I can never seem to get enough stuffed curly dock leaves—my riff on my Polish grandmother’s golumpkies. There are many recipes to choose from, whether for golumpkies or the similar sarma or dolmas. Usually they involve a filling of meat, grain, and seasonings, a sauce poured overtop, and long-baking. In our family the sauce is tomato-based, with green apples, brown sugar, and whatever cabbage (dock) you didn’t use for a wrapper.
I will admit to an obsession with wild mustard seeds. One of my favorites is field pennycress (Thlaspi arvense) because the size of the seeds makes them worth foraging. Often we just eat ground pennycress seeds as a seasoning, although I like to make mustard condiments with them too. For recipes and instructions, see my blog post: Three pennycress mustards
Wild jelly candies
I’ve been experimenting a lot with wild jelly candies, made from the concentrated juice of various wild berries including Oregon grape (Mahonia repens), wild grape (Vitis riparia) and chokecherries (Prunus virginiana). These can be made with gelatin but I was going for a vegan version, so I used agar agar. These could not be simpler! For ingredient quantities and notes, see: Wild jelly candies
Navajo tea color change
I am always so taken with the color transformation Navajo tea makes when you brew it. Also called cota, this tea is made from plants in the genus Thelesperma, found in the desert Southwest and Western grasslands. I used Thelesperma megapotamicum, which has disk flowers and no ray flowers (petals). In eastern Colorado I often find this species growing side-by-side with T. filifolium, which has petals and is used similarly.
Sometimes foraging is as simple as finding a forgotten apple tree. I’ve been on a crusade against sugar, so this year I am giving out apples. Happy Halloween! Update: I am so tickled at how well these apples went over. I had kids are running to the house saying they’d heard about the apples. I had parents running to the house for apples. Maybe because we don’t get a lot of fresh fruit up here at 10,000 feet…
Wild seed drink
Believe it or not, chia is not the only wild seed that can be used to make a beverage. For this, I used the peppergrass species Lepidium ramossisimum, and it is likely the seeds of other peppergrasses—particularly the native species L. virginicum and L. densiflorum—can be used similarly. Just like garden cress (L. sativum) seeds, which are used for the purpose in India and the Middle East, these seeds swell to a beautiful mucilaginous texture after soaking. The drink is quite mild and can be enjoyed as is or sweet and light for a scrumptious dessert. For more information and instructions, check out my blog post: Wild seed drink.
Oregon grape (Mahonia reopens) is one of a handful of wild medicines I use. Compounds in the roots are active against a broad range of microbes, including various fungi, parasites, bacteria, and viruses. They also have hypoglycemic properties. For this reason, my naturopath prescribed a supplement of berberine (the principal constituent of Oregon grape roots) as part of my strategy to prevent a breast cancer recurrence. The supplements are getting expensive, so I decided to make my own.
Wild chewing gum
Did you know that plant resins are the original chewing gum? I am addicted to chewing the hardened resin of ponderosa, lodgepole, and pinyon pines. I didn’t mention it in the video, but as you are chewing, don’t be afraid to spit as you go. Chewing gum from tree resins is a tradition that spans the globe—from the mastic gums or chios tears of the Mediterranean region, made from the mastic tree (Pistacia lentiscus); to the soft chicle of the Mayans from sapodilla (Manilkara zapote); to the once-popular spruce gum of the northeastern United States and Canada, made from black spruce (Picea mariana). For more, see my blog post: Wild chewing gum.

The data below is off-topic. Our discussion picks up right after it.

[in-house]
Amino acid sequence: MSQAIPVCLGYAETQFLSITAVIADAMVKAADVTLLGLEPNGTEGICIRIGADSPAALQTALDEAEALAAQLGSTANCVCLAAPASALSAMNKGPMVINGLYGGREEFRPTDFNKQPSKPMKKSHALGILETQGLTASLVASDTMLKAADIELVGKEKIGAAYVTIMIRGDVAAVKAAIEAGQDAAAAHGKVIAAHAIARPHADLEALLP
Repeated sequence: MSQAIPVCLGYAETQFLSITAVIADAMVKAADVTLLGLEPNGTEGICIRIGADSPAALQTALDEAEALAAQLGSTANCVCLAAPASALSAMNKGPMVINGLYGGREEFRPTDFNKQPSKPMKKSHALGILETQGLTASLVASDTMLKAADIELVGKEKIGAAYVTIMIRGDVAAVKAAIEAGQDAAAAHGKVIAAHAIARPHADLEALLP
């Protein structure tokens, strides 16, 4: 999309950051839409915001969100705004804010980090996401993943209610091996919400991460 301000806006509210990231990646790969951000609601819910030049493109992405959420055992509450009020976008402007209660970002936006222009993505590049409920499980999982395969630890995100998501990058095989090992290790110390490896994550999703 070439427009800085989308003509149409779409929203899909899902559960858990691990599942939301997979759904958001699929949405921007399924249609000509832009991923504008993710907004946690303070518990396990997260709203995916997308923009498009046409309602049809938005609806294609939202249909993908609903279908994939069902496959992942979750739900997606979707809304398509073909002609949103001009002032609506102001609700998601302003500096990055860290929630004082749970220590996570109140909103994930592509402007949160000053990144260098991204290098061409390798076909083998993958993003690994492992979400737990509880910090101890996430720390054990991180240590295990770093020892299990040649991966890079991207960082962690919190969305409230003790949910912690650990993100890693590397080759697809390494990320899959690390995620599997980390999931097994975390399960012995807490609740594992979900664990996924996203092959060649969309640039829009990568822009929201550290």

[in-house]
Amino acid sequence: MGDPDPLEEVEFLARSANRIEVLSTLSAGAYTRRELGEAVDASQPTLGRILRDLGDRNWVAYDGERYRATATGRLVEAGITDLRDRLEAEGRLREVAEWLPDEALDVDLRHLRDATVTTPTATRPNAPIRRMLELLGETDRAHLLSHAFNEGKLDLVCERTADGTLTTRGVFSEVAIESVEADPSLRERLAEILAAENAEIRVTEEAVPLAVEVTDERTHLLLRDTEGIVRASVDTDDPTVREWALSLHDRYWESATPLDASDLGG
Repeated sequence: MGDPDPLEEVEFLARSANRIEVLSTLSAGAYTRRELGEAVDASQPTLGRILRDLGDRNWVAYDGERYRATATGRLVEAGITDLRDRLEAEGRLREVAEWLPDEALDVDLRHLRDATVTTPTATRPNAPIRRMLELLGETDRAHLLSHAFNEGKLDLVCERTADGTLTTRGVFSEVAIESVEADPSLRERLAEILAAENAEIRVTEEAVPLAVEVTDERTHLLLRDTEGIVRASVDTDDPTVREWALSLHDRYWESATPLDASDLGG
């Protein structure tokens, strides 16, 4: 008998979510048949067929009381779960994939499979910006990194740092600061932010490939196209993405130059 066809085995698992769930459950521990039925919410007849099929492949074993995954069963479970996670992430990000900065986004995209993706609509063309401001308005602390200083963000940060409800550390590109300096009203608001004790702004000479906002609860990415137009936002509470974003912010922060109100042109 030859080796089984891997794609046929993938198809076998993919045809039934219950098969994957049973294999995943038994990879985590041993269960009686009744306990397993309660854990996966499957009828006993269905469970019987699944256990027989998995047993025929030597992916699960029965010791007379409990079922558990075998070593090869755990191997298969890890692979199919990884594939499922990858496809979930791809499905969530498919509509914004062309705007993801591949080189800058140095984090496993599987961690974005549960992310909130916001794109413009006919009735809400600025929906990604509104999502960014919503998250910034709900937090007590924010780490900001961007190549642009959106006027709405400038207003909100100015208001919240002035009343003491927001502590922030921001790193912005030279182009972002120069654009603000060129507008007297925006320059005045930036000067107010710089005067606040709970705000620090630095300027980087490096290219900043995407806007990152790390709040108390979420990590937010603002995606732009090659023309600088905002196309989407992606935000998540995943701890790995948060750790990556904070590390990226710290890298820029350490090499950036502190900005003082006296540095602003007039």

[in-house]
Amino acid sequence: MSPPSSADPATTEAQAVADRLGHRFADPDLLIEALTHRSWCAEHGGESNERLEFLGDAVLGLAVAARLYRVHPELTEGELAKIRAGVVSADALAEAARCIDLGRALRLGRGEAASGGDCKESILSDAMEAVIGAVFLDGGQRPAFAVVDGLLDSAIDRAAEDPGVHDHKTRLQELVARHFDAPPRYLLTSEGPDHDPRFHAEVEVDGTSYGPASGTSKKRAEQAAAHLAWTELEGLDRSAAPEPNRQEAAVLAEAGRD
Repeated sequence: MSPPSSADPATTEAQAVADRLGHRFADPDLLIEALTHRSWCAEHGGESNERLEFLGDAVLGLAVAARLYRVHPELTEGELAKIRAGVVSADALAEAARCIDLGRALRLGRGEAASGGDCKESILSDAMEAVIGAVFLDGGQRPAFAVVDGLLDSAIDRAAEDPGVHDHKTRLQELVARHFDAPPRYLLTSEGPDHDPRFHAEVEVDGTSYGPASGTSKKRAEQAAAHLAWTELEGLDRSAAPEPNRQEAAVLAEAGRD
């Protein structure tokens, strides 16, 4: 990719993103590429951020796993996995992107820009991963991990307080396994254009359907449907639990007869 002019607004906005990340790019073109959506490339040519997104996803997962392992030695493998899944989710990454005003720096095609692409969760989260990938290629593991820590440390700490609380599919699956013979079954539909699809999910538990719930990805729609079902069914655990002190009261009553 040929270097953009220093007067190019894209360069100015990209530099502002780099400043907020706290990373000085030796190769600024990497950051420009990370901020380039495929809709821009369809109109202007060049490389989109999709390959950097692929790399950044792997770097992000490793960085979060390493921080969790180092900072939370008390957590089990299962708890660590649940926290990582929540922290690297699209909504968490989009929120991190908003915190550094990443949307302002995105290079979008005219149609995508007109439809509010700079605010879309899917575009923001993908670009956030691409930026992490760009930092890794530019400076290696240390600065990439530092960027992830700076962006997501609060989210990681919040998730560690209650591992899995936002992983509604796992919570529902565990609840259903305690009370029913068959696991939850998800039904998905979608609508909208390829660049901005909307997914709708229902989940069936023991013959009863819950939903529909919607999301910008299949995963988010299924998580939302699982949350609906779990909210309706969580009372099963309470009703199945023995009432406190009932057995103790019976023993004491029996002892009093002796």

Eating my aloe
I have been having fun foraging my Aloe vera plant, since it needed to be pruned anyway. The gel is edible and nutritious once the bitter aloin is drained out. There is more than one way to skin an aloe, but here’s what I do: Cut leaves at the base and set in a glass to drain of yellow aloin for 20 minutes. Trim off edges and attached spines; filet flat side with a sharp knife, getting all the green skin bits off; scoop out interior with a spoon (not super close to the skin); and soak in clean water another 10-20 minutes for extra measure. Eat gel as is or blended into a smoothie.
Fall is a great time to gather the season’s last greens to dry for green powder. Here in the arid West, drying greens is as easy as spreading them out in a basket and leaving them on the countertop for a few weeks. For wetter regions, check out Dina Falconi’s herb-drying tips. Green powder is a mineral-rich addition to smoothies and hot cereals. It’s a great way to get more greens into your diet!
Today I discovered how good rosehips are in biscotti. The hairs attached to the seeds are supposed to irritate the digestive tract, so you can see in the video how I removed both. There are plenty of good biscotti recipes, but I used a low-carb, low-fat one from Sugar Free Londoner as my base, subbing almonds and walnuts, vanilla, and rosehips. The rosehips added a lovely flavor and a nice chewy texture!
Learning plants by family is a great way to break down the wide world of green into a manageable number of groupings. The Mustard Family is one of my favorites. Cultivated members include cabbage, broccoli, Brussels sprouts, arugula, and kale. There are also many edible wild mustards. Find your mustards now, and you’ll be ready to collect the young greens come spring.